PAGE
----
Them: Please send the resume.
Me: I'm not offering the services of just a single developer. We have a variety of services we offer. Please see our web site at <http://www.example.com/>.
Me: I'm unclear what resume you want me to send. I'm not offering you a single person, but a full-service solution.
I'm sure I could have spent time coming up with some response for these people, but it wasn't worth it. I ended up only working with clients I could deal with directly as it was much easier to have a conversation with them.
So just be aware that you'll have to deal with this type of nonsense from time-to-time.
I think you just described what 'sales' is.
Which is another way of saying, the general problem isn't a good billing model. It's good clients. Unfortunately, most contractors/freelancers starting out and looking for advice won't have good clients (even when they have clients at all) and will have trouble distinguishing good clients from people who look like good clients until the invoice arrives.
1. Don't take the work at any price.
2. Do it for free.
Again, if a person has experience and great clients, the choice of pricing model is a problem. If a person lacks experience to judge what the value is in the client's domain and/or the client isn't proven to be good, pricing model doesn't matter as much.
The value model price isn't based on what the work is worth, it's based on what the freelancer believes the client believes the work is worth. Under the value based pricing model, if the client is deluded it's reasonable to fleece them...and deluded clients who pay well are good clients.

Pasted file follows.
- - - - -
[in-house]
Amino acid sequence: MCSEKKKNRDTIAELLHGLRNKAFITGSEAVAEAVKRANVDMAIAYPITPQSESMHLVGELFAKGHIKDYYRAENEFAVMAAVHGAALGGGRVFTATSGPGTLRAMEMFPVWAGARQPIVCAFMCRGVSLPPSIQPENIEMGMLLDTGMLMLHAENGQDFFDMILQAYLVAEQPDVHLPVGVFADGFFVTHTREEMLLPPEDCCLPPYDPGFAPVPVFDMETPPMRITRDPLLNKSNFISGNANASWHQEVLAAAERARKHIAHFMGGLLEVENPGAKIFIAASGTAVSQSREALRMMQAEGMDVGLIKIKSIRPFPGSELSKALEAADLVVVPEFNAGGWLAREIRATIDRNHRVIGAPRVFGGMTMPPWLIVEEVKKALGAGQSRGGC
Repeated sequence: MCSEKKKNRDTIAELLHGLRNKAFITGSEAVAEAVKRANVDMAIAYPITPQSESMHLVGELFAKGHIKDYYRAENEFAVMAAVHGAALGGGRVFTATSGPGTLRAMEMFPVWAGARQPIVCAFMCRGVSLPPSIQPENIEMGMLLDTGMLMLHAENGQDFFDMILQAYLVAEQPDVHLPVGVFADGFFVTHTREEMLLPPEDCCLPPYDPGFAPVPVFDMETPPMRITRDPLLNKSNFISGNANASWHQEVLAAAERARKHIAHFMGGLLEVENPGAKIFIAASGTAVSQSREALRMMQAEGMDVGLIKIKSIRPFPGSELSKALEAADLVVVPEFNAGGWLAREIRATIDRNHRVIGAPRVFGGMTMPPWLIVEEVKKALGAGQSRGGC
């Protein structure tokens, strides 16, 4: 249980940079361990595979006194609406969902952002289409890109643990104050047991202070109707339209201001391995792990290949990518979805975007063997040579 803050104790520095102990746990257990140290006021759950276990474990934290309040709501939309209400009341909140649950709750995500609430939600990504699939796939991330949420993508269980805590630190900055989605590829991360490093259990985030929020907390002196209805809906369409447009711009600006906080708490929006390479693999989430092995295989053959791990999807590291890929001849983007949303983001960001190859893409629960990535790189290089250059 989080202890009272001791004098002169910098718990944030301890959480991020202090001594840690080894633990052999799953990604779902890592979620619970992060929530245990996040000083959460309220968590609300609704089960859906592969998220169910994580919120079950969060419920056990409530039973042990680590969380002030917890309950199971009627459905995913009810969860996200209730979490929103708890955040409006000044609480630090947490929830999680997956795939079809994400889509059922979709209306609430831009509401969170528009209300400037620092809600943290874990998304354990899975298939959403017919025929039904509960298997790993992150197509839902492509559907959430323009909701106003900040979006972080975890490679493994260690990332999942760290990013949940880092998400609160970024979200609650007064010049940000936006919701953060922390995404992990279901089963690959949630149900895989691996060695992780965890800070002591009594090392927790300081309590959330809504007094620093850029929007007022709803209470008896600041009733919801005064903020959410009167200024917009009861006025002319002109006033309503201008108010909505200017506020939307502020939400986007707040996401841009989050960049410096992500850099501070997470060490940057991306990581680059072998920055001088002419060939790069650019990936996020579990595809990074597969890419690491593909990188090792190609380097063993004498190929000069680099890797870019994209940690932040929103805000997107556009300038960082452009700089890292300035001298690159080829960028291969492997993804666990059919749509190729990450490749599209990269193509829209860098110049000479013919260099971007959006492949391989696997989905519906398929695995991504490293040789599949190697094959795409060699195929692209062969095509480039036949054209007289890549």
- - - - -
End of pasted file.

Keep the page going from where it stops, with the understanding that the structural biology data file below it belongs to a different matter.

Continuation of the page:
This sounds like a recipe for disaster to me without a lot more explanation. Time is the main cost to a provider, so it's very natural that time would also be the driver for billing. "Charging for value" sounds like you're trying to say "fixed price" without actually saying it. I have many, many issues with trying to do fixed price projects of any appreciable size (say, more than 20-40 hours).
What do you mean, precisely, by "charge by the value"?
Say you're really good with Postgres, instead of just hanging out a shingle for "any Postgres stuff?" you offer something like a one time $2500 "Postgres Performance Audit".
You get really good at this one thing, have a set bunch of scripts, very deep knowledge, predone report template, etc. and providing a bunch of value. So at the end of the day who cares that it only took you 5 hours (effectively making $500/hr).
Bunch of examples: http://www.christophengelhardt.com/ultimate-badass-list-of-p...
That being said, if the client is unable to commit to tight specs and project plans, you need to revert to invoicing on a time & materials basis. But even if you do that, you should really charge a daily rate, rather than an hourly rate.